Department of Collaborative Research Programs
Domestic and international inter-university collaborative programs form the heart of RISH. This department maintains collaborative equipment and facilities and provides a variety of databases on the humanosphere.
In total, 13 facilities serve collaborative research. The Middle and Upper Atmosphere (MU) radar at Shigaraki MU Observatory, the Advanced Kyoto-daigaku Denpa-kagaku Keisanki-jikken (A-KDK) computer, the Microwave Energy Transmission Laboratory (METLAB), and Solar Power Station/Satellite Laboratory (SPSLAB) have existed since 2004 and prior. In 2005, the Equatorial Atmosphere Radar (EAR) in Indonesia, Wood Composite Hall, the Living-sphere Simulation Field (LSF) in Kagoshima, and the Deterioration Organisms Laboratory (DOL) were founded. In 2006, the Usage of Forest-Biomass Evaluation and Analysis System commenced. In 2008, the Development & Assessment of Sustainable Humanosphere (DASH) System was introduced. In 2011, the Analysis and Development System for Advanced Materials (ADAM), the Advanced Microwave Energy Transmission Laboratory (A-METLAB), and the Performance Evaluation System of Space Electromagnetic Environments (PEMSEE) Instruments were put in service.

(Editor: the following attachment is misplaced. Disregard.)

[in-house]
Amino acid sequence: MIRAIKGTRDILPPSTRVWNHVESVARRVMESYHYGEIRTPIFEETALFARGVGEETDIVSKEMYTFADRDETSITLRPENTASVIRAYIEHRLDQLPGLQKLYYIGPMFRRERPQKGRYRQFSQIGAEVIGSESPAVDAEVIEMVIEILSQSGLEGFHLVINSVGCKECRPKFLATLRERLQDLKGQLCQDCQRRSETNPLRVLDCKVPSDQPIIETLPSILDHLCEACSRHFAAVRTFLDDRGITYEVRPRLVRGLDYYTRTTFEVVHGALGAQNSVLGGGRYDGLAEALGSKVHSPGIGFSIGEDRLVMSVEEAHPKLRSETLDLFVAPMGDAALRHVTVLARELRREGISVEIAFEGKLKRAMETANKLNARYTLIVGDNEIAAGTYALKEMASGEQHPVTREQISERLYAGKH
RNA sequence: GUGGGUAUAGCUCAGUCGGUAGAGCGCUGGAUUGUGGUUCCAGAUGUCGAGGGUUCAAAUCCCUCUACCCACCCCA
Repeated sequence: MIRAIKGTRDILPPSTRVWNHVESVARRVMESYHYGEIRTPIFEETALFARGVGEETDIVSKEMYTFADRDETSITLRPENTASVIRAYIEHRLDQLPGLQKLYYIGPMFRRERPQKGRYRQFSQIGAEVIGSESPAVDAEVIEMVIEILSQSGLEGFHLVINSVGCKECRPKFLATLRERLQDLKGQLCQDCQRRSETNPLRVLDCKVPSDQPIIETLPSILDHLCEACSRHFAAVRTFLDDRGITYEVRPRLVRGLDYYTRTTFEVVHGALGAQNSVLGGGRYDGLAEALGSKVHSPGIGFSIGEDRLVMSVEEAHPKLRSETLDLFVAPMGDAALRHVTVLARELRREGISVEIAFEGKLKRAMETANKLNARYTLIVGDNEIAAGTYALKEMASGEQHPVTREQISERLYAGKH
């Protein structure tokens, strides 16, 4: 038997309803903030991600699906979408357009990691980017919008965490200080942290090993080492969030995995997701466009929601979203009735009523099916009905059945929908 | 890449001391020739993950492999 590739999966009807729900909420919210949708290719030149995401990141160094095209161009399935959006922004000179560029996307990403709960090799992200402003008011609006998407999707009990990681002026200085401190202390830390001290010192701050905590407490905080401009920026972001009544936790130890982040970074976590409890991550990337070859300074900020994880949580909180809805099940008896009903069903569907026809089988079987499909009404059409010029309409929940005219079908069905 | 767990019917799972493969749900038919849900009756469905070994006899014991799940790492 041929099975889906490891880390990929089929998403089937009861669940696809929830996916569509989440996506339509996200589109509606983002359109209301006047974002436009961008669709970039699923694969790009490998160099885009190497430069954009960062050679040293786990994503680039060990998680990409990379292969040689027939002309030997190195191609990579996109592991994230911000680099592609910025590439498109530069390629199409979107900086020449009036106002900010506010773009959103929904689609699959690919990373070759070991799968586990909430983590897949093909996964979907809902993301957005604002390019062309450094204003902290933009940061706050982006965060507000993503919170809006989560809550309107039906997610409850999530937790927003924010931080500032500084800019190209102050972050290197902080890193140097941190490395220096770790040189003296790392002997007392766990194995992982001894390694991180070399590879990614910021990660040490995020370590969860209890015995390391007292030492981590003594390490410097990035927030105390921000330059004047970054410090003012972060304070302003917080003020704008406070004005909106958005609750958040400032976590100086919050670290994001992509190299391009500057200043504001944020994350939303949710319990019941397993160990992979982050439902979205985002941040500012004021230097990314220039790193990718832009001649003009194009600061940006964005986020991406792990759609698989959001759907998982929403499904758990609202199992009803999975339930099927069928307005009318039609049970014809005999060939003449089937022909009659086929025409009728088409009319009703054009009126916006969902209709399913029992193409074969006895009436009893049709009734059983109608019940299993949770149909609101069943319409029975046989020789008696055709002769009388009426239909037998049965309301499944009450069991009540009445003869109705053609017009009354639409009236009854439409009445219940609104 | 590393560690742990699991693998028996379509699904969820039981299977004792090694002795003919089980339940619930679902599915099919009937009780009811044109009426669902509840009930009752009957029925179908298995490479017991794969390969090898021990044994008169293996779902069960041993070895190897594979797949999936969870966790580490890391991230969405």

Various information, such as a xylarium of wood specimens collected since 1944, atmospheric observation data using the MU radar and other instruments, and space-plasma data observed with GEOTAIL satellite, are now combined into the Database of the Humanosphere and are available for public use. Proposals for scientific and technological use are always welcome.
International cooperative research using the MU radar and the EAR(Equatorial Atmosphere Radar) started in 2005. Research using theDOL/LSF started in 2008. After that, RISH was approved by the Ministry of Education, Culture, Sports, Science and Technology(MEXT) as the Joint Usage/Research Center for Humanosphere Science in Japan, and has since been continuing to develop joint research in Humanosphere Science in collaboration with a wide range of communities.
Collaborative research in 2004 consisted of 99 projects based in three facilities. Our collaborative research is expanding, with 13 facilities opened for collaborative research since 2011 and projects exceeding 200 in total and over 1,000 participants to date.